- The Washington Times - Tuesday, June 3, 2008


When did telling kids to wait until marriage to have sex become so taboo? The irony of which can’t be lost in this sex-crazed “Sex In The City” society we live in. Carrie and Miranda can casually mix-in talk about oral sex over a martini, but mentioning the A-word (abstinence) sets off alarm bells among the special interests opposed to federally sponsored abstinence education programs. The rhetoric has reached a fever pitch as of late, as Congress weighs whether to re-authorize $190 million to keep the federal Title V abstinence program alive. (It’s been extended at least twice since its initial expiration date last year, but is set to expire again on June 30.) Many Democrats have vowed to kill it. The liberal Guttmacher Institute has proclaimed that increasing funding for abstinence-only programs is putting teens “at risk.” At risk for what? You better watch out little Suzy, you know what happens when you don’t have sex, you might not catch something. Pretty absurd. The same kind of overactive rhetoric these youth activists accuse abstinence groups of. Of course they don’t tell you that the government spends about $12 on comprehensive sex ed and contraceptives for every $1 it spends on abstinence education. It’s a drop in the bucket compared to spending that gives kids the “green light” to shower together naked.

Youth activist James Wagoner, president of Advocates for Youth, was quoted in the Washington Post Sunday saying: “We’ve wasted $1.5 billion on so-called abstinence-only programs that don’t work.” Don’t work by whose standard? The fact is that teen sex has been on a continuous downward trend since abstinence programs were instituted. And quite frankly, if just one less teen waits to have sex or doesn’t get an STD or get pregnant, that makes it worth it. That is the point - helping and encouraging teens (whether it is one, 10 or 10,000) to make safer choices when it comes to sex - for their overall health and well-being. Abstinence is the only “choice” that is 100 percent effective when applied. Instead of telling teens that they don’t want to be “punished with a baby” (e.g. Sen. Barack Obama), how about reminding them that the safest sex is no sex. Believe it or not they can handle it. There are many teens and young adults I know personally and have interviewed, who choose this option. In most cases these programs have not only helped to make that choice, but to make it a popular one.

There are a few honest criticisms about abstinence education, however. The first one is for President George W. Bush, who admirably made abstinence a top priority early-on, but has increasingly bowed to politically incorrect pressure. The administration exhibits an “If we don’t talk about it, it’ll just go away” attitude. And while “[A]bstaining until marriage” was a pivotal part of President Bush’s White House Office of Faith-Based and Community Initiatives (WHOFBCI), now one would be hard pressed to find a government official to even say “until marriage.” It’s been replaced with “abstain from sex until …” Until when is anyone’s guess.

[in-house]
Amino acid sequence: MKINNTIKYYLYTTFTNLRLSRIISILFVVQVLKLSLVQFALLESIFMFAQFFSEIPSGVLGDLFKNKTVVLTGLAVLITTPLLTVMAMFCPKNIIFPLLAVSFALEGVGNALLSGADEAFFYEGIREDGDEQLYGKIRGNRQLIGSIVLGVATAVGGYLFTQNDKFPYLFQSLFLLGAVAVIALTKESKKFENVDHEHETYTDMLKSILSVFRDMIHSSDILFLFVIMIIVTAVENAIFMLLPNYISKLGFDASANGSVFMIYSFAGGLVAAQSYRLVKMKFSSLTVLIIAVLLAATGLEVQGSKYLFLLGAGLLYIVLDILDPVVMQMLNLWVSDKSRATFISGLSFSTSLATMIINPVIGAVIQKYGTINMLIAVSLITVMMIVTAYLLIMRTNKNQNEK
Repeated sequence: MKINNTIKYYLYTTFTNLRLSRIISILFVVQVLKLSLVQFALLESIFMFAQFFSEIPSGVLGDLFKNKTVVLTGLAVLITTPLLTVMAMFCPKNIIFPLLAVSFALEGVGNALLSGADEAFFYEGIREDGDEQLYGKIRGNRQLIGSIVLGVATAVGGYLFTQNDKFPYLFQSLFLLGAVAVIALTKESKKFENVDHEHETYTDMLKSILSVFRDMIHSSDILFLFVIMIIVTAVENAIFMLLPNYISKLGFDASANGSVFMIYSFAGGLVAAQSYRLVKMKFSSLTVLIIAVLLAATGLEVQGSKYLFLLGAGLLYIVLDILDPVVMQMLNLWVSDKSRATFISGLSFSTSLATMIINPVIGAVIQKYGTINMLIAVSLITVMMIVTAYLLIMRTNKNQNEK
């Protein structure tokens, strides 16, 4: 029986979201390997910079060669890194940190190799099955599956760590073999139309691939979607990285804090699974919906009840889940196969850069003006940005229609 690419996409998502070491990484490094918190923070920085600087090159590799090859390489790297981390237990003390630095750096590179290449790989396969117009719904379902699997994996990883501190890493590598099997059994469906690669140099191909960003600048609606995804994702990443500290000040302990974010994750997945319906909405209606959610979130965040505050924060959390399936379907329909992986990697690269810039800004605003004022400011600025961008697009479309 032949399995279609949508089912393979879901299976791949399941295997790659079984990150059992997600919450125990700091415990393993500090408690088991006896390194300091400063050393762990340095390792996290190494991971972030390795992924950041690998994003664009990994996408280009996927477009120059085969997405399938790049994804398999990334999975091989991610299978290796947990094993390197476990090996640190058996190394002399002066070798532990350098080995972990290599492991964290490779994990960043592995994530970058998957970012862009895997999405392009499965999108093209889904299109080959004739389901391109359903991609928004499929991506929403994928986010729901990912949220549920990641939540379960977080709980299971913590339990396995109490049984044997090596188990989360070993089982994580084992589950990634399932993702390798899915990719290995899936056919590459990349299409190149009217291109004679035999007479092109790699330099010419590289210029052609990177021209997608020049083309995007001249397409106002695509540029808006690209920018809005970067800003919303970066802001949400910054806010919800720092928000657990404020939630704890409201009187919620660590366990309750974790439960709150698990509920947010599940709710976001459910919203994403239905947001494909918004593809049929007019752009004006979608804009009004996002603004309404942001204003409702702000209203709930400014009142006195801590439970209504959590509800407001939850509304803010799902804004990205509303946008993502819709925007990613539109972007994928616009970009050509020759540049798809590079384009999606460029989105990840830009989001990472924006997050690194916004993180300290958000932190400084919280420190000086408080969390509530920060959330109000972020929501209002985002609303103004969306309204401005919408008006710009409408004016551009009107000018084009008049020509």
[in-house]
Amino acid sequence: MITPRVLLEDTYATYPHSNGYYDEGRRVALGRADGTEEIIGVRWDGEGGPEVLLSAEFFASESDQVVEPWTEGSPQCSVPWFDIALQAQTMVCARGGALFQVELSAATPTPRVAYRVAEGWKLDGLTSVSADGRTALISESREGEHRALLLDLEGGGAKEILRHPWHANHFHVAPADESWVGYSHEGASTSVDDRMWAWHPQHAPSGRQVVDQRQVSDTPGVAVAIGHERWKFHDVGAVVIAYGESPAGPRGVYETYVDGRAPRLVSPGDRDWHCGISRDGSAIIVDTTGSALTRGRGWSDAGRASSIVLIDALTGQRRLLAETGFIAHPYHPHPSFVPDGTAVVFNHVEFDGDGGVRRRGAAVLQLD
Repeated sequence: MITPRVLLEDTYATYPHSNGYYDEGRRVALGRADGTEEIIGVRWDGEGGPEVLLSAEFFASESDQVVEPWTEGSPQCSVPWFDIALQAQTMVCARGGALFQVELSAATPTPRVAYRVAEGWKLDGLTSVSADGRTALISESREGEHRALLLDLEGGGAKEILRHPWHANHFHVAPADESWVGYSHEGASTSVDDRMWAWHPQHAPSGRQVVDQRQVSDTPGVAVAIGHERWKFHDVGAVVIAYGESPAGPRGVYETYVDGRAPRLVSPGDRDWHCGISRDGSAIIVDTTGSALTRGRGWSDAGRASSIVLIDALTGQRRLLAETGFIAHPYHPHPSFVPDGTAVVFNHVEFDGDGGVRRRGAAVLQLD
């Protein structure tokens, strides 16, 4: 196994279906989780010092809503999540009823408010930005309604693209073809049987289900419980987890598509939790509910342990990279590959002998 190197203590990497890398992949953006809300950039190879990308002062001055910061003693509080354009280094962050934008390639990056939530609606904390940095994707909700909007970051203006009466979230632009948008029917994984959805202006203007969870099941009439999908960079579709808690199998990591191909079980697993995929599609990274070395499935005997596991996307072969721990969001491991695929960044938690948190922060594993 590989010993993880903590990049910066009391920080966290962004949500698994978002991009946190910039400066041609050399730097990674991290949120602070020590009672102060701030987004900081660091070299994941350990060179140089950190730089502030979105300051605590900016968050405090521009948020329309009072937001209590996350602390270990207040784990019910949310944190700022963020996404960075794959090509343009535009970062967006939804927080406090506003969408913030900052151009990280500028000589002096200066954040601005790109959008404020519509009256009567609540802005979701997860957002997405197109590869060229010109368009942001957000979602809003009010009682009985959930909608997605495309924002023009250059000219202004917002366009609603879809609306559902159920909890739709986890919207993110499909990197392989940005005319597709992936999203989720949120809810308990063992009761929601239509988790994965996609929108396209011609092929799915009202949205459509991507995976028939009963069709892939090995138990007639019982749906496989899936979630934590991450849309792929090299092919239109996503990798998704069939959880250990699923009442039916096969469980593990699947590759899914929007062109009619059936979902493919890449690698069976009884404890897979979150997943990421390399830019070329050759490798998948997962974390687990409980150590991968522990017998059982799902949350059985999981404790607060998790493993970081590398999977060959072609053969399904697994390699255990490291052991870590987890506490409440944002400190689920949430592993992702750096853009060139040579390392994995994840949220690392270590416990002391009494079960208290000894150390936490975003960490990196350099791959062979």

The WHOFBCI recently issued an executive summary of the “Ten Innovations Advanced By President Bush’s Faith-Based and Community Initiative.” No mention of abstinence. What was a top-priority has been relegated to tail-chasing. When WHOFBCI Director Jay Hein was asked about this apparent “non-priority” at a recent Washington Times editorial board meeting he told me that abstinence “research has lagged.”

Mysteriously, one can’t even find comments from President Bush about abstinence education since 2004 when he declared in his State of the Union Address that he would “expand support for teen abstinence” and increase funding through the U.S. Department of Health and Human Services to “develop research-based standards for model abstinence education.” That was then, this is now.

Those actually leading the charge to keep abstinence on life support are advocates like The National Abstinence Education Association (NAEA), who have aggressively pushed to preserve Title V funding (and up to now have been able to convince Congress to extend it.)

This bring us to the second critique. As well-meaning as the NAEA is, it’s outdated mode of messaging isn’t keeping pace with today’s youth. It recently announced a $1 million e-mail campaign targeted at parents called “Parents for Truth.” And while over 90 percent of parents support abstinence education, how many kids actually listen to their parents (or even teachers) these days? Not as many listen to YouTube, their i-pods, MySpace, PS2 and everything else the digital world has to offer. Youth abstinence advocates need to hit young people where they are. The message does not need to change, but the method of delivery does. Saturate their social networks, have parents download the info onto their ipods, generate an automated text message or create a catchy ring-tone. NAEA president Valerie Huber told me that these are options she had not really considered, but agrees: “it is always good to explore ways to communicate the message.”

In the age of “Mr. Big” it’s mandatory.

Tara Wall is deputy editorial page editor of The Washington Times. Her column appears on Tuesdays. [email protected]

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